There is something inexplicably tranquil about Seattle. It’s not unemotional — quite the contrary in fact — but it’s been the only place where my mind can detach itself from the furor of my current job. Although I visited it this year already, I reasoned that if I drove six hours each way in my various Stuttgart excursions that I should also be able to fly six hours across the country, so I set off for the airport at 3 AM one Friday in late September to put my workaholism on hold for 72 hours.
I arrived in Paradise on Friday afternoon and immediately set off for Mazama Ridge, but this time the trees weren’t draped in snow. I’ve been wanting to see a sunset (or sunrise) from the hills overlooking the visitor center for a few years now and found a spot where I’d be able to gulp down a cold dinner and smile to myself as the sun set. With the wildflower season over, smoke from the forest fires, and clouds out to the west, I didn’t get the color show I was hoping for, but I was thrilled to be at the mountain again regardless.
I hiked back down to Paradise and set off for my night stop at Tipsoo Lake. It’s a surprisingly accessible reflection pond for Rainier, and at sunrise with the right clouds the mountain positively lights up beautifully. On Friday night, I could see the stars above me but there was heavy ash from the forest fire drifting around me; I set an alarm for sunrise and called it a night. The next morning, I could see no stars and no mountain: the entire area was bathed in fog.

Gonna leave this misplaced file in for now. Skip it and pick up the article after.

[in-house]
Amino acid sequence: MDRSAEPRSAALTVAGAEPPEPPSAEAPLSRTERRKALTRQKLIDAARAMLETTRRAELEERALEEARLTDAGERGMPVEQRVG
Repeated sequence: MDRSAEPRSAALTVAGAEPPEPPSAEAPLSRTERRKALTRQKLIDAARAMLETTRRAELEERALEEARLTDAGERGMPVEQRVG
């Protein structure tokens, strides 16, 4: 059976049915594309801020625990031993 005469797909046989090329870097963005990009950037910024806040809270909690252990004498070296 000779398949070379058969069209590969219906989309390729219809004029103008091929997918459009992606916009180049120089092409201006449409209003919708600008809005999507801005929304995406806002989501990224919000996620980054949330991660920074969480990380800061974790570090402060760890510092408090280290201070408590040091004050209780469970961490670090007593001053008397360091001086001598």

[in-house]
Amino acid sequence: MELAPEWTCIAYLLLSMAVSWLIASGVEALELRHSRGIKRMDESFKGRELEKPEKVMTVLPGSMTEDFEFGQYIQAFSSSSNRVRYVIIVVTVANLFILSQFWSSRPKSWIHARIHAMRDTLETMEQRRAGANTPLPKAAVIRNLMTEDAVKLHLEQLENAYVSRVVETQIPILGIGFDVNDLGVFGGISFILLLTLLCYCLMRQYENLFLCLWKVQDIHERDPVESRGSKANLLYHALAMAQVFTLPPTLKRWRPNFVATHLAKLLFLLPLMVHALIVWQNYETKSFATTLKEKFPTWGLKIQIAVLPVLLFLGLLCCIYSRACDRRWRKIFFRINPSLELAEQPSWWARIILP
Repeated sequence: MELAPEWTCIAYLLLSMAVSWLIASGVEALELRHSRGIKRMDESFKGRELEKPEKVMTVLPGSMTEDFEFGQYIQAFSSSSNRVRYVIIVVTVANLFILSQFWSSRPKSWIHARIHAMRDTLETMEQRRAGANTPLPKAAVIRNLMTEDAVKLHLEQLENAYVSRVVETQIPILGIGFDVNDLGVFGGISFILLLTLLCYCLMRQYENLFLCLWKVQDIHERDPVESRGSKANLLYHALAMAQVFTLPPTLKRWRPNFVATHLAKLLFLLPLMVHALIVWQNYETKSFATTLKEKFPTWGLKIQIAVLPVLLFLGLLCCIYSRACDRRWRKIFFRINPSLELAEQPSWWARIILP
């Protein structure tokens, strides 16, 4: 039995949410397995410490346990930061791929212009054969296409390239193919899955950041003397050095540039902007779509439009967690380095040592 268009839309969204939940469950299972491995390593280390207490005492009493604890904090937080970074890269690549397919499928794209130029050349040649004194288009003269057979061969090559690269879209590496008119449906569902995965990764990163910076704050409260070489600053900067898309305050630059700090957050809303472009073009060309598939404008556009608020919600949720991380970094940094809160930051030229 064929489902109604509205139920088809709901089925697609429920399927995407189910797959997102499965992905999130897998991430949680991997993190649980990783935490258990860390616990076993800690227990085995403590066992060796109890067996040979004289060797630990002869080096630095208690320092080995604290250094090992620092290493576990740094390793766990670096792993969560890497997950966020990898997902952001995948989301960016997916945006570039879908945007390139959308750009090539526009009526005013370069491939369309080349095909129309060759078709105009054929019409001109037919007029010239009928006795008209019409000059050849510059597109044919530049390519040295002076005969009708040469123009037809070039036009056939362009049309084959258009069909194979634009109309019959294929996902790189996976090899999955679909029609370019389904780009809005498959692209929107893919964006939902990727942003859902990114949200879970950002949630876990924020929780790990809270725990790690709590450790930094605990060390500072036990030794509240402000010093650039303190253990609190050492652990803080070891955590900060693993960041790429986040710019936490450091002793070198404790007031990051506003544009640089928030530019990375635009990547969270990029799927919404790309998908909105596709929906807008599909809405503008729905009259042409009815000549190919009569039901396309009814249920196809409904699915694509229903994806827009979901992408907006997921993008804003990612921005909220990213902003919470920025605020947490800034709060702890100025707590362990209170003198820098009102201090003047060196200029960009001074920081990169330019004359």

This was a bit of a bummer but nothing unexpected: two of the four times I had driven to Tipsoo in 2007, I was met with the same conditions. After a quick breakfast, I pondered what I’d see when I drove to Sunrise. It had been over five years since I visited this part of the park; at 6400 feet, it’s the highest area accessible by car and also shuts down in early October due to the tremendous snowfall at that elevation. Given that I was driving in clouds or fog and the forecast was for clouds and even rain, I didn’t have high hopes for seeing too much at Sunrise, either — but somewhere around 6,000 ft, I broke out of the greyness and into unexpected sunshine. When the mountain isn’t visible from Seattle, sometimes it’s only because the clouds hang somewhere between sea level and the 14,410 ft summit of the thing. Luck had it that Sunrise was above cloud level the day I ventured up there.
I had decided that rather than attempt Third Burroughs on my own, I’d do an easy hike to Mount Fremont. It’s one of two fire lookouts on the north side of the park (the other being Tolmie Peak; on clear days it’s said it’s possible to see Puget Sound. Given Charleston’s relative proximity to the Smoky Mountains, you’d think that I would have visited them already… instead, on a day when I couldn’t even see Seattle, I saw them from Mount Fremont.